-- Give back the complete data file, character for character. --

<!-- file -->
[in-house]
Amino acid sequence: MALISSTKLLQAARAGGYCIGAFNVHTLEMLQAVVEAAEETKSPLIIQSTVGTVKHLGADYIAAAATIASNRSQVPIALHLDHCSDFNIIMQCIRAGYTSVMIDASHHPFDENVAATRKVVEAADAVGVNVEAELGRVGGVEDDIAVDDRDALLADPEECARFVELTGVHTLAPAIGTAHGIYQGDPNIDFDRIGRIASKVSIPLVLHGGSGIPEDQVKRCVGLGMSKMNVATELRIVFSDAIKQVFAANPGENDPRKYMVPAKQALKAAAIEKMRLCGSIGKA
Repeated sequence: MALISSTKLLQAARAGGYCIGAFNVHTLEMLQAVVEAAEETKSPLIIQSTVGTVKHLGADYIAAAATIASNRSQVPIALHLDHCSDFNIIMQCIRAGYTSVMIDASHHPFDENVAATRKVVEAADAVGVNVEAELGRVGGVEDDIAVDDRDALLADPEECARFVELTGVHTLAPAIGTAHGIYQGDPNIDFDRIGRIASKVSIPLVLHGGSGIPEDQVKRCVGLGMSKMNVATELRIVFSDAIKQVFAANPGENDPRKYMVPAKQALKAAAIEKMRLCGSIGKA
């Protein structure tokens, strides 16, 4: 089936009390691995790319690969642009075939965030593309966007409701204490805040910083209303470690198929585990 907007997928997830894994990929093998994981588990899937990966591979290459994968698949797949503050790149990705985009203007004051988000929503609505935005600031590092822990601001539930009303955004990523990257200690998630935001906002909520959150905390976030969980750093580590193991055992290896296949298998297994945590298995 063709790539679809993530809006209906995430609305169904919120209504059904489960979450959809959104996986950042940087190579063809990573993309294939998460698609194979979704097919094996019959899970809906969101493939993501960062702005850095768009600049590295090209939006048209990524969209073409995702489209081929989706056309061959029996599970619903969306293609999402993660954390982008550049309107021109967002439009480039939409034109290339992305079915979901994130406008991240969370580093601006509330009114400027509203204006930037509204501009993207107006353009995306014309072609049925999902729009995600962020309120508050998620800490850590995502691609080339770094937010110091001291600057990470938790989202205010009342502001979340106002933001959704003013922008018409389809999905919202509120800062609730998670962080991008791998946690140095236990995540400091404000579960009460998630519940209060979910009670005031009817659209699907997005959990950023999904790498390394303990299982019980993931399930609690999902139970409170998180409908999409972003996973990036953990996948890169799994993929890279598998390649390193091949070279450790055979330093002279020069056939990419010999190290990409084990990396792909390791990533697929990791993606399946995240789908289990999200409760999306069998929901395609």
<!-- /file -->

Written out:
[in-house]
Amino acid sequence: MALISSTKLLQAARAGGYCIGAFNVHTLEMLQAVVEAAEETKSPLIIQSTVGTVKHLGADYIAAAATIASNRSQVPIALHLDHCSDFNIIMQCIRAGYTSVMIDASHHPFDENVAATRKVVEAADAVGVNVEAELGRVGGVEDDIAVDDRDALLADPEECARFVELTGVHTLAPAIGTAHGIYQGDPNIDFDRIGRIASKVSIPLVLHGGSGIPEDQVKRCVGLGMSKMNVATELRIVFSDAIKQVFAANPGENDPRKYMVPAKQALKAAAIEKMRLCGSIGKA
Repeated sequence: MALISSTKLLQAARAGGYCIGAFNVHTLEMLQAVVEAAEETKSPLIIQSTVGTVKHLGADYIAAAATIASNRSQVPIALHLDHCSDFNIIMQCIRAGYTSVMIDASHHPFDENVAATRKVVEAADAVGVNVEAELGRVGGVEDDIAVDDRDALLADPEECARFVELTGVHTLAPAIGTAHGIYQGDPNIDFDRIGRIASKVSIPLVLHGGSGIPEDQVKRCVGLGMSKMNVATELRIVFSDAIKQVFAANPGENDPRKYMVPAKQALKAAAIEKMRLCGSIGKA
């Protein structure tokens, strides 16, 4: 089936009390691995790319690969642009075939965030593309966007409701204490805040910083209303470690198929585990 907007997928997830894994990929093998994981588990899937990966591979290459994968698949797949503050790149990705985009203007004051988000929503609505935005600031590092822990601001539930009303955004990523990257200690998630935001906002909520959150905390976030969980750093580590193991055992290896296949298998297994945590298995 063709790539679809993530809006209906995430609305169904919120209504059904489960979450959809959104996986950042940087190579063809990573993309294939998460698609194979979704097919094996019959899970809906969101493939993501960062702005850095768009600049590295090209939006048209990524969209073409995702489209081929989706056309061959029996599970619903969306293609999402993660954390982008550049309107021109967002439009480039939409034109290339992305079915979901994130406008991240969370580093601006509330009114400027509203204006930037509204501009993207107006353009995306014309072609049925999902729009995600962020309120508050998620800490850590995502691609080339770094937010110091001291600057990470938790989202205010009342502001979340106002933001959704003013922008018409389809999905919202509120800062609730998670962080991008791998946690140095236990995540400091404000579960009460998630519940209060979910009670005031009817659209699907997005959990950023999904790498390394303990299982019980993931399930609690999902139970409170998180409908999409972003996973990036953990996948890169799994993929890279598998390649390193091949070279450790055979330093002279020069056939990419010999190290990409084990990396792909390791990533697929990791993606399946995240789908289990999200409760999306069998929901395609």